You can use custom type classes to represent semantically a return type. That means that they aren’t enforced by the type checker, as they subclass the
NoneType, but they may help you in modelling the program interactions with the world in your head. In fact, they make your head work better as a “type checker” with the outside, sort of the way that Monads do in Haskell. We start by importing our types and the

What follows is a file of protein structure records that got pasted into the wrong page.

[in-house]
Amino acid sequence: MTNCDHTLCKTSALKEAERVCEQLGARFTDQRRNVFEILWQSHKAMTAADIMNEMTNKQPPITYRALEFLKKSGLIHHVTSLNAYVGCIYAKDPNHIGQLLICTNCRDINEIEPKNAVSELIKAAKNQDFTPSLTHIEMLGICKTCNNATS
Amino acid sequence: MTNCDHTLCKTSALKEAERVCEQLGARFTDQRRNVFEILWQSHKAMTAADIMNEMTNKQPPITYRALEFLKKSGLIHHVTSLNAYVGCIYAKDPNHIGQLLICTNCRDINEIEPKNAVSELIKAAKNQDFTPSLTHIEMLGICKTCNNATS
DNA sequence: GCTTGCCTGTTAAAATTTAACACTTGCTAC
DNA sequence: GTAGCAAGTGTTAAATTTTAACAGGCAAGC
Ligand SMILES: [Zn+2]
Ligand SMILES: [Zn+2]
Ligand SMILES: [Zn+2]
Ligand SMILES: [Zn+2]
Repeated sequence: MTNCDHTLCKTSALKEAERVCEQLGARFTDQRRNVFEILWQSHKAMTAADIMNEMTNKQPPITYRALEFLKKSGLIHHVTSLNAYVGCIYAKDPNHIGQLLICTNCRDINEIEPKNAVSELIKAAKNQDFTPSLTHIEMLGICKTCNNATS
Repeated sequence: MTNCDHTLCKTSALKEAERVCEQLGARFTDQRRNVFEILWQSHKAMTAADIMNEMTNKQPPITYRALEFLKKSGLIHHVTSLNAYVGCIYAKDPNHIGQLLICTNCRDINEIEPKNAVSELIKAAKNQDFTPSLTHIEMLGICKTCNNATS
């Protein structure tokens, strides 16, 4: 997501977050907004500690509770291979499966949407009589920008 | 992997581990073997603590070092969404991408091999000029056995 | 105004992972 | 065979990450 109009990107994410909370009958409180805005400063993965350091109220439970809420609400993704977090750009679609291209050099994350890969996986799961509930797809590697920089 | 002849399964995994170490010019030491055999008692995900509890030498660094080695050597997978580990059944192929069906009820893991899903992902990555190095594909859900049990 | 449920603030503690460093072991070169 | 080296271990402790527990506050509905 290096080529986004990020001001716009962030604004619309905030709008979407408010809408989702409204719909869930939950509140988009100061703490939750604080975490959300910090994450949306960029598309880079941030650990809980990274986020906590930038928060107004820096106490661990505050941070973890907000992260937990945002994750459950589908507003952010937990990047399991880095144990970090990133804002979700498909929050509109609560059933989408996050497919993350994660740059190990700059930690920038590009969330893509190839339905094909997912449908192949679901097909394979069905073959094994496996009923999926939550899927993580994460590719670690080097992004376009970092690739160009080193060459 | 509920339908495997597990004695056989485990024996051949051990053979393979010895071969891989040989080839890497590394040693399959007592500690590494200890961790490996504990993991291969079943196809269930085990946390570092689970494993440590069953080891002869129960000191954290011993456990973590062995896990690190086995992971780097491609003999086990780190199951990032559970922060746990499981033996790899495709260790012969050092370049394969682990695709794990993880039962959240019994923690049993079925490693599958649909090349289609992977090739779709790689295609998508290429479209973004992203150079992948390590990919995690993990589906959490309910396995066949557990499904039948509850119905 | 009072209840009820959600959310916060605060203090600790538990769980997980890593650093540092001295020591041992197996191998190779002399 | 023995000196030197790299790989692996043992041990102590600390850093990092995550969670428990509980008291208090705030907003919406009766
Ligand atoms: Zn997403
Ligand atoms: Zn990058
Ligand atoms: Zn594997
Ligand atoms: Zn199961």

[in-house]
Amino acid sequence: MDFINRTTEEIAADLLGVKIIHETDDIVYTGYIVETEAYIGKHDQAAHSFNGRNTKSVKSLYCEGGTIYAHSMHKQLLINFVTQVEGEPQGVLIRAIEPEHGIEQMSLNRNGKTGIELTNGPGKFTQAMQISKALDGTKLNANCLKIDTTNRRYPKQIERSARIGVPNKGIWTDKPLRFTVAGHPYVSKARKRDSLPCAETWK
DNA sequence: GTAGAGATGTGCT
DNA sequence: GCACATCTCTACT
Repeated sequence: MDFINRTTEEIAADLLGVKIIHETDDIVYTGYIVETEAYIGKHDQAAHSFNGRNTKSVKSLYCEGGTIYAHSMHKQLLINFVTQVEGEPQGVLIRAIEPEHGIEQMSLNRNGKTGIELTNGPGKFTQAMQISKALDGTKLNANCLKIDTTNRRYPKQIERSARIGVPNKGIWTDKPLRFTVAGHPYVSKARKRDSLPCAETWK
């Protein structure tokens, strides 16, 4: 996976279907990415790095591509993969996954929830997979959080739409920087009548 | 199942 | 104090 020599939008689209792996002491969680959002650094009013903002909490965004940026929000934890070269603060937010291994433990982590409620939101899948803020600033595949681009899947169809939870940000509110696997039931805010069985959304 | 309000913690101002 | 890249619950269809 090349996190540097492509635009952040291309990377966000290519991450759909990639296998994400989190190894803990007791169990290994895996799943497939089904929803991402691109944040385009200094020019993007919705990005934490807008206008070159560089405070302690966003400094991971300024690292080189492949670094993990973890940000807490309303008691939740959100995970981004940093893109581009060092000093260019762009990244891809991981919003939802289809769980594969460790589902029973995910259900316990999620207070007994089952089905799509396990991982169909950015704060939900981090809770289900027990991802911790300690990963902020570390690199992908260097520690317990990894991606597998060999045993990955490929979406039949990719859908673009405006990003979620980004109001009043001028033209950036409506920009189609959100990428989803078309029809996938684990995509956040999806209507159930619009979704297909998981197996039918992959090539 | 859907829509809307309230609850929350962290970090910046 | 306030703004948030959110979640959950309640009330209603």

NewType class from the typing module, and we go from there. A quick example for you using the
from typing import NewType DB = NewType(‘DB’, None) StdOut = NewType(‘Stdout’, None)
And you can go from there. A nice experiment indeed. You know, types are eating the world. Our world.